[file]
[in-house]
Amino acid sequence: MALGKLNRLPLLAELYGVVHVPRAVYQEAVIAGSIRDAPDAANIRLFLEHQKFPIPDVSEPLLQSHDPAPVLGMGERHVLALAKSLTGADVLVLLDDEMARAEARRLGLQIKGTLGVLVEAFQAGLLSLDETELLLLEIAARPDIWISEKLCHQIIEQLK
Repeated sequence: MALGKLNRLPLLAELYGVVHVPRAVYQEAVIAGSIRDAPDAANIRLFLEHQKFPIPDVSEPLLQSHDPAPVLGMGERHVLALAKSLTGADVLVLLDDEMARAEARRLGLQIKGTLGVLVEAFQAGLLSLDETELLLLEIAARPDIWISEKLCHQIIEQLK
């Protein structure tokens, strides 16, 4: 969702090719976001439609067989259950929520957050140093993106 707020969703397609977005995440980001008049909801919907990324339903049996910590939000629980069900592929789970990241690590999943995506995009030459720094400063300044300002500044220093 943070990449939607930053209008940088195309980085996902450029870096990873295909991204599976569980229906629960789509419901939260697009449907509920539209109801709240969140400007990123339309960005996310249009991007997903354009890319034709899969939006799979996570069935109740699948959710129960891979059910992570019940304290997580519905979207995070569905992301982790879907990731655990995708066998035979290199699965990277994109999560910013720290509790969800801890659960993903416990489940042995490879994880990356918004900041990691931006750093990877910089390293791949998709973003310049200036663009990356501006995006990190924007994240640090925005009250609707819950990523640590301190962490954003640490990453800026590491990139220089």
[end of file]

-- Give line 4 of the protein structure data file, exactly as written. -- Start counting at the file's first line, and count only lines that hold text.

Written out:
């Protein structure tokens, strides 16, 4: 969702090719976001439609067989259950929520957050140093993106 707020969703397609977005995440980001008049909801919907990324339903049996910590939000629980069900592929789970990241690590999943995506995009030459720094400063300044300002500044220093 943070990449939607930053209008940088195309980085996902450029870096990873295909991204599976569980229906629960789509419901939260697009449907509920539209109801709240969140400007990123339309960005996310249009991007997903354009890319034709899969939006799979996570069935109740699948959710129960891979059910992570019940304290997580519905979207995070569905992301982790879907990731655990995708066998035979290199699965990277994109999560910013720290509790969800801890659960993903416990489940042995490879994880990356918004900041990691931006750093990877910089390293791949998709973003310049200036663009990356501006995006990190924007994240640090925005009250609707819950990523640590301190962490954003640490990453800026590491990139220089």